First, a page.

Advice On Advisory & Making A Difference With Students


Gabby Comer

Being able to get to know each other during advisory is important to building authentic relationships.

Logan Davidson, Staff Writer

“Homeroom is the students main connection and point of contact at school. It provides a positive, friendly, and supportive environment.”

— Helen Stacy

Despite classes changing every semester and every year for Verrado students, one class stays the same through all four years: Advisory. These classes are used to help students learn about things going on at Verrado, gain awareness about topics specific to them, and build a bond with their teacher and other students in the class. As Suzanne Capek Tingley said in her article for Hey Teach!, “No longer just a place for students to check in and talk to friends, [advisory] has evolved into a period where students can start (or end) their day at a safe, supportive home base.,” or as Helen Stacy Middle School puts it, “Homeroom is the students main connection and point of contact at school. It provides a positive, friendly, and supportive environment.” While Verrado’s advisory class lies in the middle of every Tuesday, the “safe, supportive” idea remains the same. This is especially true when teachers take the time to communicate with the students and make them feel included. So while teachers are told to hold lessons on certain weeks, how can this supportive, but engaging environment be created?

One class, in particular, has put in a great amount of effort to create fun and fellowship during advisory periods. In Ms. Meldrum’s advisory class, dubbed “Meldrum’s Mess,” they have participated in various activities over the past few weeks, including making snowman candles, and a holiday potluck party! With that, Ms. Meldrum’s classroom (despite the band instruments) is decorated head to toe with a drum-set Christmas tree, and other little decorations scattered about. On December 6, the students in her advisory walked in to find a table set up with ribbons and white tower candles stacked in a box. Once everyone was seated and attentive she explained the project.

Usually, advisory lessons consist of information for state testing, finals, or even counseling information, but sometimes it’s fun to shake things up! 

The ribbon played as a scarf, while markers that were set out were used to draw on buttons and eyes. Some students even used some black construction paper to make a hat for the candle. This fun activity got every student involved and conversing with other students. At the end, everyone had their own unique snowman candles ready for the holidays. Fun projects like this get the students excited about school life and acts as a nice break in between learning time. Even better, they don’t cost a whole lot of money.

Ribbons can be bought from the Dollar Store, along with markers, while the tower candles can be bought for less than $50 for a class set. This is a great way to celebrate the holiday spirit while also forming teacher-student and student-student connections. These activities are not only for the holiday season, however. During the rest of the school year, students could customize their own flower pots or design their own keychains while in advisory classes. Mrs. Meldrum’s advisory is not the only place that should engage students in fun activities. Keeping entertainment, relaxation, and spontaneity in advisory classes, it allows students to build those meaningful relationships with their teachers that grows and holds a lot of meaning during their four years at Verrado.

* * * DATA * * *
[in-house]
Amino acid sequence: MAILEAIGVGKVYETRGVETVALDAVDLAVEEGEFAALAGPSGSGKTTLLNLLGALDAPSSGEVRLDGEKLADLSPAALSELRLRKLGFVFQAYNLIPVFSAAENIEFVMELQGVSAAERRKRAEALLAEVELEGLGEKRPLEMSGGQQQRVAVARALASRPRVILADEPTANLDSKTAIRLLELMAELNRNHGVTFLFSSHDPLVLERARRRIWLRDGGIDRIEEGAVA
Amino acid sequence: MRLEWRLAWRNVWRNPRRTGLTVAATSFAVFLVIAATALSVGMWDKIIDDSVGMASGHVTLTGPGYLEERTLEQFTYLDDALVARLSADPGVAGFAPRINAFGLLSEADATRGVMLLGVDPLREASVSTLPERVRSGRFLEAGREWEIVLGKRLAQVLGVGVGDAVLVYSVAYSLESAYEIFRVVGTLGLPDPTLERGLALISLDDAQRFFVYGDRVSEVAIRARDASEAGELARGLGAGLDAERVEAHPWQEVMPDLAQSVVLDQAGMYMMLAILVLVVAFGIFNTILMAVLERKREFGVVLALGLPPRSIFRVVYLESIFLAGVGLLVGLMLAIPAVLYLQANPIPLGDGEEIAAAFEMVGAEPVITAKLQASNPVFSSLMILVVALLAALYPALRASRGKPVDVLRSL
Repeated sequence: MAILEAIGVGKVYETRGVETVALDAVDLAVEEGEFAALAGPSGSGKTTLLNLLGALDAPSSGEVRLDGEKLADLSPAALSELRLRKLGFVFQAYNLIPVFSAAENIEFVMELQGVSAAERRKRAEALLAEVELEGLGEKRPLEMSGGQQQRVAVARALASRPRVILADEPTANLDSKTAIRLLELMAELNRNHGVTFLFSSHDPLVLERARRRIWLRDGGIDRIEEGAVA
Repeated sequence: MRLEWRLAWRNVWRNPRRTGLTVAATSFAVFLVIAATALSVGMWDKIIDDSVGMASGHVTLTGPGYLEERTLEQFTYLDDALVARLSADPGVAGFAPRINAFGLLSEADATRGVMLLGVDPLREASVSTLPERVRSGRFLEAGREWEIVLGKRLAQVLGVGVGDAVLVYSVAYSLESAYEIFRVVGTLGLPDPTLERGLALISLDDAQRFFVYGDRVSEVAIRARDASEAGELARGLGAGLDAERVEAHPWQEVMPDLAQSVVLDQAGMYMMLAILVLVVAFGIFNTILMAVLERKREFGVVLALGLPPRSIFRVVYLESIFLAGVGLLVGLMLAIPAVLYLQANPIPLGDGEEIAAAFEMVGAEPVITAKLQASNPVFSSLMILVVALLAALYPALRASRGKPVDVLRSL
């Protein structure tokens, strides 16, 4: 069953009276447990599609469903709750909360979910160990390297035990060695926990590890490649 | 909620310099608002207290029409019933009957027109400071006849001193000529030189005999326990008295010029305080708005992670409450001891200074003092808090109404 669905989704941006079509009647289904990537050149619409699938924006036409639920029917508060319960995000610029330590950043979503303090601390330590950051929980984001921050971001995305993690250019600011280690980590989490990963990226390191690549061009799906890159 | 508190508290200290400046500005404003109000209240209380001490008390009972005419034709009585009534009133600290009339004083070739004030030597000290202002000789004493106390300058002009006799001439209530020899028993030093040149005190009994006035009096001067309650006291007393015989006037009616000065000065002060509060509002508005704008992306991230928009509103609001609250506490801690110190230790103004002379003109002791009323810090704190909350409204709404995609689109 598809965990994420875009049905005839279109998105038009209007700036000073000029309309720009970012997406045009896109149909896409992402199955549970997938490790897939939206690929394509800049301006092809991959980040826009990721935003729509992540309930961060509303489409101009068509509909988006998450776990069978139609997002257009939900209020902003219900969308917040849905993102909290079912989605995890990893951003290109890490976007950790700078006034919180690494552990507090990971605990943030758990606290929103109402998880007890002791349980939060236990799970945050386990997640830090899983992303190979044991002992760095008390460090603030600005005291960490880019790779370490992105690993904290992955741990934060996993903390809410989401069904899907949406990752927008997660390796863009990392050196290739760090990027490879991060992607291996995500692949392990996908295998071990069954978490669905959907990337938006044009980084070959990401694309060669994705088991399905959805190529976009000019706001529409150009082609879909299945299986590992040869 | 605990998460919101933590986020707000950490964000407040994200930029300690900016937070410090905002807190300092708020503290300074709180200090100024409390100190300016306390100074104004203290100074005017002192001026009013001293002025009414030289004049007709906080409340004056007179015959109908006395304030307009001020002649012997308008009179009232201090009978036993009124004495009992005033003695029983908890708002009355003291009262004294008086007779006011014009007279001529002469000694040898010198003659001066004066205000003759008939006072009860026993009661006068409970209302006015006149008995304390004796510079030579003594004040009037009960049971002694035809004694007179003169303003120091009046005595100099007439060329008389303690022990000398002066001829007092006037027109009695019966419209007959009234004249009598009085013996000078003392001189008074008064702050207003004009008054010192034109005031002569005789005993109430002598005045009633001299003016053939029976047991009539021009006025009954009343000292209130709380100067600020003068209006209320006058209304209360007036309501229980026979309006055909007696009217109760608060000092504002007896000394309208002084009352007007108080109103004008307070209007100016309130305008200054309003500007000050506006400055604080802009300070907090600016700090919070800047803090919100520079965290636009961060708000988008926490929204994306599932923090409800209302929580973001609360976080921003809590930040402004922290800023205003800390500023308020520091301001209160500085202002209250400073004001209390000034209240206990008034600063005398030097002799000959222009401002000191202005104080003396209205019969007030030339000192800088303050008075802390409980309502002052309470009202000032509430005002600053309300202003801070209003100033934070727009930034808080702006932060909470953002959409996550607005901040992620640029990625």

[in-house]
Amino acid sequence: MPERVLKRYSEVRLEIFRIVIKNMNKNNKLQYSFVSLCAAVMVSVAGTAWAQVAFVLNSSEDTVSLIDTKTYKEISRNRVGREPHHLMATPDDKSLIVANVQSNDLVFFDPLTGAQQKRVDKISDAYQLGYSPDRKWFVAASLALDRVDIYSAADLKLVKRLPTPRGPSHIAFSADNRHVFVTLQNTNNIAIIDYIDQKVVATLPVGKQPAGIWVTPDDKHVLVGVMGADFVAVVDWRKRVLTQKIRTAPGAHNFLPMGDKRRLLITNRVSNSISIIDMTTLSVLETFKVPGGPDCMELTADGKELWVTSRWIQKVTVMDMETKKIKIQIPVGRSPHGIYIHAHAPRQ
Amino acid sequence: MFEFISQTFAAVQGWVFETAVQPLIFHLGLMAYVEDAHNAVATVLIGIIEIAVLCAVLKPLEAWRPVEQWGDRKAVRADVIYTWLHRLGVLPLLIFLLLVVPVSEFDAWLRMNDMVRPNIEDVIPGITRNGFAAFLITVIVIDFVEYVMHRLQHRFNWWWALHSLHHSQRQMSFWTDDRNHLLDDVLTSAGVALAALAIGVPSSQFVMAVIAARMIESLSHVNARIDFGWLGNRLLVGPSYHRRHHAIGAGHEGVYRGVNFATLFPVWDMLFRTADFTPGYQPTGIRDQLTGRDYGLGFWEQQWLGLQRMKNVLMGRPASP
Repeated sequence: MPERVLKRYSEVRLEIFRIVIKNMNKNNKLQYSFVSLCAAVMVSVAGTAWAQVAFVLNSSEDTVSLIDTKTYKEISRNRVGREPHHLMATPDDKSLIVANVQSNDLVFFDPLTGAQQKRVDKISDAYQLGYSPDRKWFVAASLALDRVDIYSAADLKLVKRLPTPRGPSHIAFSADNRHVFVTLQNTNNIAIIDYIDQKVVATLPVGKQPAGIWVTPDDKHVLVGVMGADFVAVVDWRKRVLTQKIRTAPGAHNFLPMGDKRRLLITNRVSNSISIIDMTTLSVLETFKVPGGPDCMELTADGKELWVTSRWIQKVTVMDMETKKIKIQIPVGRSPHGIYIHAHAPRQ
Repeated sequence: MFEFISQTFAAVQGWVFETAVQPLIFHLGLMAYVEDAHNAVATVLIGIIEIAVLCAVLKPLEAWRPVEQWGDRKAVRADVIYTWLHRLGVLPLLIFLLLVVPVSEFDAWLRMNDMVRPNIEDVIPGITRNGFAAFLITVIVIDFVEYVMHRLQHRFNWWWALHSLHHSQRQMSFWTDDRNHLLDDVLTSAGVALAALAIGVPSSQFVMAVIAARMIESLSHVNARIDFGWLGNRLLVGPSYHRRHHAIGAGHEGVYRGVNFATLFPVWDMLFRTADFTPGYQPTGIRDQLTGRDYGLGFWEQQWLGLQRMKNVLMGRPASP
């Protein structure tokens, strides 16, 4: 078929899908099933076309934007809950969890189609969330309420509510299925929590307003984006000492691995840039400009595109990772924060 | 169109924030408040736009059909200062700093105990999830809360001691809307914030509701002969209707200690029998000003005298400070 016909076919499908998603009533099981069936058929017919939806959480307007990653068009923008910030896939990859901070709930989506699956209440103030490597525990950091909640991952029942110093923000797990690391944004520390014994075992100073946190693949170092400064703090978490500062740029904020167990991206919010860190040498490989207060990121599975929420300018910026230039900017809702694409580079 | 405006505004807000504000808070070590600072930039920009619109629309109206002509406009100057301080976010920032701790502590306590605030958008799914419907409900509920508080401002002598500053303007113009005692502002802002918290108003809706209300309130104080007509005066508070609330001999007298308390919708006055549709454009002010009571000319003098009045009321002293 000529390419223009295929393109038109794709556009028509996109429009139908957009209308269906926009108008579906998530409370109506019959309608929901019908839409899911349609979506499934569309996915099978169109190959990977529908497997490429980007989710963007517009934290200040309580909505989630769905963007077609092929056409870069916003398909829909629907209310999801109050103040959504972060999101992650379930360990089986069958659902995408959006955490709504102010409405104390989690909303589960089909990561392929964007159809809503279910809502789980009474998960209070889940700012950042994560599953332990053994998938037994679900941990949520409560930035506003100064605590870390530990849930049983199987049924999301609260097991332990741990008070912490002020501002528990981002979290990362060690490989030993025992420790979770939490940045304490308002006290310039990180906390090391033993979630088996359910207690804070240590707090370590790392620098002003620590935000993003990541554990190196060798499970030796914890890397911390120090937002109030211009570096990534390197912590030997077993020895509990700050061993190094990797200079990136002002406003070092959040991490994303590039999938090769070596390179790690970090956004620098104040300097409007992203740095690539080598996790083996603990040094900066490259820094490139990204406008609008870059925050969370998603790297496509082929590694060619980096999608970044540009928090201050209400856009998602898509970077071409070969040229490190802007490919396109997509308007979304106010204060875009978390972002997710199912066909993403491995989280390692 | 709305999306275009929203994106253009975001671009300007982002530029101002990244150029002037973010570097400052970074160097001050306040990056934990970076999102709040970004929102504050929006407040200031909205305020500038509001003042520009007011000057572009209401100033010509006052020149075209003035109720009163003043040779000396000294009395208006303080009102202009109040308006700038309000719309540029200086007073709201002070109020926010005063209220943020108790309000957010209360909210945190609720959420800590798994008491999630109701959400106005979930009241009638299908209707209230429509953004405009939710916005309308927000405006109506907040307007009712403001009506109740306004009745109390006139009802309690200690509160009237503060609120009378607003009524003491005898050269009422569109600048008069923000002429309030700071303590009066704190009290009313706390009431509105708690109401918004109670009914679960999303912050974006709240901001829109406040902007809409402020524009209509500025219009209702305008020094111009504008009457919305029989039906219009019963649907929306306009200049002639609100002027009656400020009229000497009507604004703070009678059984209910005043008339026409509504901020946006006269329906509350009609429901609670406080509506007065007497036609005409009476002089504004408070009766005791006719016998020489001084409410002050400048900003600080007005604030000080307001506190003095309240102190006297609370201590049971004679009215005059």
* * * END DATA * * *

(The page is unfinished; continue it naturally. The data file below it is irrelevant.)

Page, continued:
It is also important to acknowledge that advisory may be the only constant in a student’s life. Regular classes are only 55 minutes long, with most of that time being focused on learning. This can make it take a bit longer for a teacher and the class to really relate to each other and build the trust that’s necessary for young adults to possess. However, teacher-student relationships are not the only important thing that advisory can bring.

Counselors visiting advisory classes also help build that face-to-face interaction that can help students become more open with their counselors and overall life at Verrado. Ms. Palmgren, the B-wing counselor, makes it a point to routinely check on individual students and classes during the advisory periods. If you are lucky enough to have her as a counselor, chances are, you have witnessed this firsthand. Every few weeks, she stops by each class and meets with students individually to ask how they are doing, checks in on them, and ask if they need help with anything. When speaking with her about her advisory drop-ins, she stated that it is important for her students to know who she is and how she can be of help to them. She also said, “it allows you guys to get to know me and make sure you know in what ways I can help.”After all, every student had to experience a few months, at least, of online school during the pandemic that stripped that sort of connection away from learning.

While Verrado has a plethora of clubs, sports, and events that can engage students, advisory really can be considered the basis of allowing students to experiment with those things. With encouraging advisory teachers and welcoming guidance counselors, Verrado has made itself a place for students to really find themselves, as well as explore their hobbies and interests.